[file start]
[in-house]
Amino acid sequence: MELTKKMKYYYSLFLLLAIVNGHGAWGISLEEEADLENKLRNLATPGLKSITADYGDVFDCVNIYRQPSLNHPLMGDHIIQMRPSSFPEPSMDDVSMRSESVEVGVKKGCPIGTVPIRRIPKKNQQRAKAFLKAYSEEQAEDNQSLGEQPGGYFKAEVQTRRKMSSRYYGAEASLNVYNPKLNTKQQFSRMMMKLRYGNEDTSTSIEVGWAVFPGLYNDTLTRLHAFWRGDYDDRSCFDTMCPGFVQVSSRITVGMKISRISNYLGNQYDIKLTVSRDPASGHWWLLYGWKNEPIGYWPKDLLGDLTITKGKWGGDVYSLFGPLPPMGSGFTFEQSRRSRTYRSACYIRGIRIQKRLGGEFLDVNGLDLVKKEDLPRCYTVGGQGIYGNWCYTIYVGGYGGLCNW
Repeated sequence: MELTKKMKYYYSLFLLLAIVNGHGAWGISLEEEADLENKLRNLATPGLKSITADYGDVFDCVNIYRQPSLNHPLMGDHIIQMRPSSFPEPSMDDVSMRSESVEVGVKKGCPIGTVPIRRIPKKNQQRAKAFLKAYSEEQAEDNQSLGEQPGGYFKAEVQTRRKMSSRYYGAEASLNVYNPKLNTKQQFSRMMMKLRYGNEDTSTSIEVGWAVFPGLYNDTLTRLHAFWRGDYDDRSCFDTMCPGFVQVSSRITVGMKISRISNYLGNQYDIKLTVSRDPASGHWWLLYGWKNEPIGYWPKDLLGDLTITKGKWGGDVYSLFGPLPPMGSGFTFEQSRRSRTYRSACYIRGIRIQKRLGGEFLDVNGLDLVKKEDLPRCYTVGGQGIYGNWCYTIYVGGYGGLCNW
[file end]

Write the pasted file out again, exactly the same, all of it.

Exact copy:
[in-house]
Amino acid sequence: MELTKKMKYYYSLFLLLAIVNGHGAWGISLEEEADLENKLRNLATPGLKSITADYGDVFDCVNIYRQPSLNHPLMGDHIIQMRPSSFPEPSMDDVSMRSESVEVGVKKGCPIGTVPIRRIPKKNQQRAKAFLKAYSEEQAEDNQSLGEQPGGYFKAEVQTRRKMSSRYYGAEASLNVYNPKLNTKQQFSRMMMKLRYGNEDTSTSIEVGWAVFPGLYNDTLTRLHAFWRGDYDDRSCFDTMCPGFVQVSSRITVGMKISRISNYLGNQYDIKLTVSRDPASGHWWLLYGWKNEPIGYWPKDLLGDLTITKGKWGGDVYSLFGPLPPMGSGFTFEQSRRSRTYRSACYIRGIRIQKRLGGEFLDVNGLDLVKKEDLPRCYTVGGQGIYGNWCYTIYVGGYGGLCNW
Repeated sequence: MELTKKMKYYYSLFLLLAIVNGHGAWGISLEEEADLENKLRNLATPGLKSITADYGDVFDCVNIYRQPSLNHPLMGDHIIQMRPSSFPEPSMDDVSMRSESVEVGVKKGCPIGTVPIRRIPKKNQQRAKAFLKAYSEEQAEDNQSLGEQPGGYFKAEVQTRRKMSSRYYGAEASLNVYNPKLNTKQQFSRMMMKLRYGNEDTSTSIEVGWAVFPGLYNDTLTRLHAFWRGDYDDRSCFDTMCPGFVQVSSRITVGMKISRISNYLGNQYDIKLTVSRDPASGHWWLLYGWKNEPIGYWPKDLLGDLTITKGKWGGDVYSLFGPLPPMGSGFTFEQSRRSRTYRSACYIRGIRIQKRLGGEFLDVNGLDLVKKEDLPRCYTVGGQGIYGNWCYTIYVGGYGGLCNW